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Magic mushrooms and acid: What are the differences?

Written by Emma Stone

psychedelics, mushrooms, health

Magic mushrooms, or shrooms, and LSD, or acid, are two of the most common psychedelics and they have a lot of similarities. Both are recognized as classic psychedelics, with a meaningful influence on science and culture, and both have been identified as physiologically safe with a low risk of sparking dependency in consumers. What’s more, mushrooms and LSD are serotonergic hallucinogens, so their primary mechanism of action is on serotonin receptors in the brain.

But do these similarities mean shrooms and acid are more or less interchangeable? How do shrooms stack up against acid when it comes to effects, ingestion method, dosage, onset time, and trip duration? What distinguishes an acid trip from a mushroom trip, if anything at all?

How are shroom and acid trips similar?

Psychedelic science is currently regaining momentum after decades of stigmatization. While the research exploring the effects of mushroom and LSD trips is still nascent, there’s a growing clinical interest in unpacking the specific experiences induced by each. 

In one 2019 survey, LSD and psilocybin were found to produce the most similar effects of all psychedelic drugs surveyed. The study included 76 different questions about the experience, and researchers noted no significant differences between reports of LSD and psilocybin trips.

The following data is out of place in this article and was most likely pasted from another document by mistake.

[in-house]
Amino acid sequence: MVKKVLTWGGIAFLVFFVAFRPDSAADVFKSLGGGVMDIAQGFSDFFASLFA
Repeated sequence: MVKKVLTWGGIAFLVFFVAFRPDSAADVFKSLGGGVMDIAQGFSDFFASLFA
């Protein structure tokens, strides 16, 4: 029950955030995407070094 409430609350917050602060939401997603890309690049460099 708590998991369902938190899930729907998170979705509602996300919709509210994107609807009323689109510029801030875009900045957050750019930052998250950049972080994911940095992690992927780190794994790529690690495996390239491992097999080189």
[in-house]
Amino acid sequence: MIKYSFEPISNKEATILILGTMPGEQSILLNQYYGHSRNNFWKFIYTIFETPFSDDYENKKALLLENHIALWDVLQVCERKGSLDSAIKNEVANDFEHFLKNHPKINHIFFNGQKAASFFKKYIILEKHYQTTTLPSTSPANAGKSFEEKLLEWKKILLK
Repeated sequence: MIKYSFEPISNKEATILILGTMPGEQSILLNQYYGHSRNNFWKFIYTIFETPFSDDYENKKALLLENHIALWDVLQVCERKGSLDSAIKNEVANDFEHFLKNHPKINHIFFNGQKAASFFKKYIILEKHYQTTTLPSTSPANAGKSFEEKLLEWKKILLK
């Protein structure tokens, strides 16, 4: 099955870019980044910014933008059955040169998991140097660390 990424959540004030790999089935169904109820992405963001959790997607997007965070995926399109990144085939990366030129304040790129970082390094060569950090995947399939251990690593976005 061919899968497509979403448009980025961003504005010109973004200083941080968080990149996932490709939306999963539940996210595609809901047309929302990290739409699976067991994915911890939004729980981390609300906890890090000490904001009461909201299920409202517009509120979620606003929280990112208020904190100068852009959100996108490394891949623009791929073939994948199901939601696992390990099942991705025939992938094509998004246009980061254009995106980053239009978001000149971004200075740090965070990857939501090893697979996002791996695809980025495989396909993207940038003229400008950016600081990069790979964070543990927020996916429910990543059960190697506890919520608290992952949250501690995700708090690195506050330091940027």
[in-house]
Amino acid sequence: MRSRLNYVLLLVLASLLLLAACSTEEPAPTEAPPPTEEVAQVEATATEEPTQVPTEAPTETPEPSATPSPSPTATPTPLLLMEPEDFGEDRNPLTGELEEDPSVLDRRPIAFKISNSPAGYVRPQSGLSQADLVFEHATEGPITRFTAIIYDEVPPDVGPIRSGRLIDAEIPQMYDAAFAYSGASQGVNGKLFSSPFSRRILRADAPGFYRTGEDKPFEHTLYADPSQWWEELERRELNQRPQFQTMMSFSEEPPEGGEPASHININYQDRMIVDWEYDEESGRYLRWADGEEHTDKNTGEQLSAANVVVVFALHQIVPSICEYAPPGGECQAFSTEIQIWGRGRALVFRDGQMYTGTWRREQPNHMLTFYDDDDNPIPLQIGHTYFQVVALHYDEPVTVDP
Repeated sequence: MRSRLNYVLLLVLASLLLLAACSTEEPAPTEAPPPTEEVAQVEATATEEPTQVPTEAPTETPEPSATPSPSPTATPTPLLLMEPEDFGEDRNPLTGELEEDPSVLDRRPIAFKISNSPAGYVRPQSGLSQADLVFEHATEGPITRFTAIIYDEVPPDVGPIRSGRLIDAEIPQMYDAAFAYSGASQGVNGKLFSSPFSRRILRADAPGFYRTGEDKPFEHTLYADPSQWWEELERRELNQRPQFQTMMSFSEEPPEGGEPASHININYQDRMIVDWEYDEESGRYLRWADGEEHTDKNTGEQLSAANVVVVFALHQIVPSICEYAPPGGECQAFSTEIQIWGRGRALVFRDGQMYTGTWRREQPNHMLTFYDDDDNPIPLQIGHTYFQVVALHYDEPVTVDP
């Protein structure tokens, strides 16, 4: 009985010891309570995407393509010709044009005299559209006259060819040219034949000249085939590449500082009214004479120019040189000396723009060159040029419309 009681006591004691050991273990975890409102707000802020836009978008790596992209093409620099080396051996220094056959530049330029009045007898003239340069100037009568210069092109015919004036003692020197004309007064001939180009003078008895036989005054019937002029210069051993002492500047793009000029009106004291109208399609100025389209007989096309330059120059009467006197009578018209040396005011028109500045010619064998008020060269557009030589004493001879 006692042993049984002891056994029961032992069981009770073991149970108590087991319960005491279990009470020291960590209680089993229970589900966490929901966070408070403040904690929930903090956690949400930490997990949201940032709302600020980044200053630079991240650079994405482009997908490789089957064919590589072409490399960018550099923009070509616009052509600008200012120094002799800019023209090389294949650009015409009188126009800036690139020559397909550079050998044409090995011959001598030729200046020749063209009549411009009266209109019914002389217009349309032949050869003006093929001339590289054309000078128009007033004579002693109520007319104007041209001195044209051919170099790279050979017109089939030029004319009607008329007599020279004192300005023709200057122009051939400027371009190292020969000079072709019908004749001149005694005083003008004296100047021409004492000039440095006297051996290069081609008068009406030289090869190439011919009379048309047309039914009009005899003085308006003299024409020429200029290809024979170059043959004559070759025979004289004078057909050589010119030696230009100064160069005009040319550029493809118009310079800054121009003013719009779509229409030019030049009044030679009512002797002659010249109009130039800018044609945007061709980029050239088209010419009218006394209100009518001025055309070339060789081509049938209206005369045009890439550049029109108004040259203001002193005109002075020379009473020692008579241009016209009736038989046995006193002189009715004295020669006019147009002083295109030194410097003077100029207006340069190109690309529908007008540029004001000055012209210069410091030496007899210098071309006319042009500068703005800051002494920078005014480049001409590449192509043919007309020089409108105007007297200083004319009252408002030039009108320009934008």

Consumers often have overlapping experiences on both drugs. Both LSD and shroom trips are often characterized by:

  • Distorted perceptions of time
  • Hallucinations
  • Visual fluidity (seeing stationary objects move or melt)
  • An altered sense of smell, taste, or touch
  • Feelings of unity with others and the surrounding world
  • Refreshed perspective on life or problems

Some of the more unwelcome aspects common to both shroom and acid trips include paranoia, fear of death, elevated heart rate and blood pressure, and sweating.

In another study, both LSD and psilocybin were significantly more likely to induce a transcendental experience than other drugs such as MDMA, cannabis, cocaine, or opiates.

And when it comes to beneficial therapeutic effects, the similarities keep mounting. Research on animals and healthy human volunteers consistently show that both psilocybin and LSD are capable of delivering lasting anxiety-reducing, antidepressant, and anti-addictive effects.

How are shroom and acid trips different?

While similarities abound between the two psychedelics, seasoned recreational consumers point out some subtle and not-so-subtle differences that also distinguish them. The overwhelming consensus appears to be that LSD induces a more stimulating or uplifting high, while shrooms deliver a more mellow, chilled-out trip.

Many individuals report a stronger sense of a body high while under the influence of mushrooms, while acid is perceived as a more cerebral experience. Nausea can sometimes accompany mushrooms, again suggesting a more noticeable load on the body.